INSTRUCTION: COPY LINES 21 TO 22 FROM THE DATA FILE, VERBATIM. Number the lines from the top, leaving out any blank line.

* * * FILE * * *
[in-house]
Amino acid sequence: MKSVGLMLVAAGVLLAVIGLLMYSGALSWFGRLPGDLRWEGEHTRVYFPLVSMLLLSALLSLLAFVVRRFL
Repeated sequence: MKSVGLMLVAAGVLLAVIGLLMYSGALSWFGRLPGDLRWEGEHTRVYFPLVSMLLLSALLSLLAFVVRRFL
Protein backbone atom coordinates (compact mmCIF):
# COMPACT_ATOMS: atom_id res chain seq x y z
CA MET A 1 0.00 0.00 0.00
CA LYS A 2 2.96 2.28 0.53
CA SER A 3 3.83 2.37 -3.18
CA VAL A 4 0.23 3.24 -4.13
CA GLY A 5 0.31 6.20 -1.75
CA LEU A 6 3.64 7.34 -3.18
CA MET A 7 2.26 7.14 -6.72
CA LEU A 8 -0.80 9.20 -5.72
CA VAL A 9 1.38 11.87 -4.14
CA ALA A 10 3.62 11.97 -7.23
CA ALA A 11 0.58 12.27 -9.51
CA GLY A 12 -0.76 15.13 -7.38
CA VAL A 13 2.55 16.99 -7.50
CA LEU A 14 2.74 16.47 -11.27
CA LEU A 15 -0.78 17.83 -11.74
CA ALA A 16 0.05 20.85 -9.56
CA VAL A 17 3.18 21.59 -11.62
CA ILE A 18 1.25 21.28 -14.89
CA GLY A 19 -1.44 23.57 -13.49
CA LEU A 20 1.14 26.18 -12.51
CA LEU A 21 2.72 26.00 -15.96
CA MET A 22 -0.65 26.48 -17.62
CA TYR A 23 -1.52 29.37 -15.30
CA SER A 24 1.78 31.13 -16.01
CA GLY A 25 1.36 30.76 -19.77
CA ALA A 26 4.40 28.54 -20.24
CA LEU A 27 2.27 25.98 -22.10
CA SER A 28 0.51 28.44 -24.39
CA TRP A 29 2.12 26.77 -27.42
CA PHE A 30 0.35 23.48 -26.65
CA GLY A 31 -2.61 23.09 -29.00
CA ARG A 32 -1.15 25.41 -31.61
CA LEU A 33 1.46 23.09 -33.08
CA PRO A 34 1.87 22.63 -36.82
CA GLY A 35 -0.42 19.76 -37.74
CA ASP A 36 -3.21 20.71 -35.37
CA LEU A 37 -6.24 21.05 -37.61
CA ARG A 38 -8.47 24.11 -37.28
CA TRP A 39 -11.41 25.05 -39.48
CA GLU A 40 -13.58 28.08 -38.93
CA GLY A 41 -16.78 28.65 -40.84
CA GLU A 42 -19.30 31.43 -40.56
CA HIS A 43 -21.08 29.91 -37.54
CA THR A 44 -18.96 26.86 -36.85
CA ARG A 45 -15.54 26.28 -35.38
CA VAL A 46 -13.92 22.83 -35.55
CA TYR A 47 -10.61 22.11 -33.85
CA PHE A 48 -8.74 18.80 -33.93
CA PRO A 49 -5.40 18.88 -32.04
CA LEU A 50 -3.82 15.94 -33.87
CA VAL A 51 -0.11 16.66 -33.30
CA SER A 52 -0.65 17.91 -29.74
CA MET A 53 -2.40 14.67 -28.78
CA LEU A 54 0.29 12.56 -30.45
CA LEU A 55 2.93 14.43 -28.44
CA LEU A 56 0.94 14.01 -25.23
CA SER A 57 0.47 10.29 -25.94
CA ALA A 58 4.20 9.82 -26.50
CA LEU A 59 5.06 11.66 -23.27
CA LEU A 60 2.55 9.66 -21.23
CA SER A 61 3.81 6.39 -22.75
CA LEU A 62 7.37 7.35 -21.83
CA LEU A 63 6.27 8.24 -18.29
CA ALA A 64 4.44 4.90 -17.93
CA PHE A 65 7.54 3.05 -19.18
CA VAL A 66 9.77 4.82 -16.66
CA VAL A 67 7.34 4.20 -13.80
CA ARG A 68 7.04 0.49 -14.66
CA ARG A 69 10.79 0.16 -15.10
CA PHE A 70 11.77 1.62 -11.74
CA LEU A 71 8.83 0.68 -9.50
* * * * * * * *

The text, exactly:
CA ALA A 16 0.05 20.85 -9.56
CA VAL A 17 3.18 21.59 -11.62